A casing according to the present invention is used for a liquid fuel cell producing electricity by using liquid fuel such as methanol. The casing containing electrodes, a proton exchange membrane, and the like has enhanced corrosion resistance and acid resistance to acid solutions such as formic acid produced during electricity generation.

BRIEF DESCRIPTION OF THE DRAWINGS

FIG. 1 is a section view (a) and a plan view (b) of a DMFC equipped with a casing according to the present invention;

FIG. 2 is a partly enlarged section view of a casing according to the present invention;

FIG. 3 is a graph showing the results of immersion experiments for studying the corrosion resistance of a casing according to the present invention;

FIG. 4 is a graph showing the results of immersion experiments for studying the corrosion resistances of casings according to the present invention and comparative examples;

FIG. 5 is a schematic view of an experimental sample discolored in an immersion experiment;

FIG. 6 is an illustration showing a conventional casing for fuel cells;

FIG. 7 is a section view of a casing made of a magnesium alloy which casing is an embodiment according to the present invention;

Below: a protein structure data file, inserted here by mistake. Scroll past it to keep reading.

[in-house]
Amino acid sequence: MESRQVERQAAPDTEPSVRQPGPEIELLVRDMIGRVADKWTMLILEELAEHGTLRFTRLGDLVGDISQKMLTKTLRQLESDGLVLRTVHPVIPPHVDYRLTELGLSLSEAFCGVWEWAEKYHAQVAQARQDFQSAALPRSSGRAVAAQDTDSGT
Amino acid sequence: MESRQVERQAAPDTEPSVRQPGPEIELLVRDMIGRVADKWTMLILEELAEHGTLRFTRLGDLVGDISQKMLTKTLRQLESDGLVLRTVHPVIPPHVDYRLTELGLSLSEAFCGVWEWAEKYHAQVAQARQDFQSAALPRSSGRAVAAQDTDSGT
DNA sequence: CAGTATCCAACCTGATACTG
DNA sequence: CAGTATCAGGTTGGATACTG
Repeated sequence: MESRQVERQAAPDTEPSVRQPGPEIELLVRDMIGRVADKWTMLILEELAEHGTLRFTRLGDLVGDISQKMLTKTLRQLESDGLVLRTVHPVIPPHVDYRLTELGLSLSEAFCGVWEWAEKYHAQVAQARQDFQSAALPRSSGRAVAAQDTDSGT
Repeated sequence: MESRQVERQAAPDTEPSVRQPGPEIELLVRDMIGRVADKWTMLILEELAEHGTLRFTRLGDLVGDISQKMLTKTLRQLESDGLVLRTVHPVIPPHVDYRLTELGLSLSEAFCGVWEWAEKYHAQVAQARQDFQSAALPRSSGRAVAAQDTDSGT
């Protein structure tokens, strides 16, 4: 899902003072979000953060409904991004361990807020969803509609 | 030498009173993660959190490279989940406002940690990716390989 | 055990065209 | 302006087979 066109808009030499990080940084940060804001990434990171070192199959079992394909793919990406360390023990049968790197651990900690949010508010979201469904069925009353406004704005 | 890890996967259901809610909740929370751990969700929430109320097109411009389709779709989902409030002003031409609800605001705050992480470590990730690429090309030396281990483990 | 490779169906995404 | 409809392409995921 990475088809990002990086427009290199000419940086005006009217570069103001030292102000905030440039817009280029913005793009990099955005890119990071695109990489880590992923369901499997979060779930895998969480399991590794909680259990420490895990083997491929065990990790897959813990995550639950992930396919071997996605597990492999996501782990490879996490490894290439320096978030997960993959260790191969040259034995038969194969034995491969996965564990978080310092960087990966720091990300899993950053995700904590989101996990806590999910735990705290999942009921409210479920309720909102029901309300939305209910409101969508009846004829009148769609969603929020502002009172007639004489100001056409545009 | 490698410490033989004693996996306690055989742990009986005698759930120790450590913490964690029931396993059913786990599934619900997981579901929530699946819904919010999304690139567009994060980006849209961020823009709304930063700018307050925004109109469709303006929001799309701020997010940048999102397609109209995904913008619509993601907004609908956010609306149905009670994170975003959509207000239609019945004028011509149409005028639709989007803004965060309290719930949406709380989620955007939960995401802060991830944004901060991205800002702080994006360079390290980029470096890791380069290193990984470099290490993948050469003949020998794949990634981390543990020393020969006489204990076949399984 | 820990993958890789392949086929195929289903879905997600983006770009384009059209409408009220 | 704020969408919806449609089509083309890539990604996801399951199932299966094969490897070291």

FIG. 8 is a flow chart showing a method for producing a casing made of a magnesium alloy which method is an embodiment according to the present invention;

FIG. 9 is a flow chart showing in detail a Mg oxide film etching step in a method for producing a casing made of a magnesium alloy which method is an embodiment according to the present invention;

FIG. 10 is a graph showing variations in the X-ray diffraction property of a Ni plating layer depending on the presence or absence of a heat treatment and the time for the heat treatment;

FIG. 11 is a graph showing variations in the X-ray diffraction property of an Al plating layer depending on the presence or absence of a heat treatment and the time for the heat treatment;

FIG. 12 is a graph comparing the relationships of primary etching time and adhesion ratio between an example according to the present invention and a comparative example (the difference between the examples is the presence of a heat treatment);

FIG. 13 is a graph comparing the relationships of secondary etching time and adhesion ratio between an example according to the present invention and a comparative example (the difference between the examples is the presence of a heat treatment); and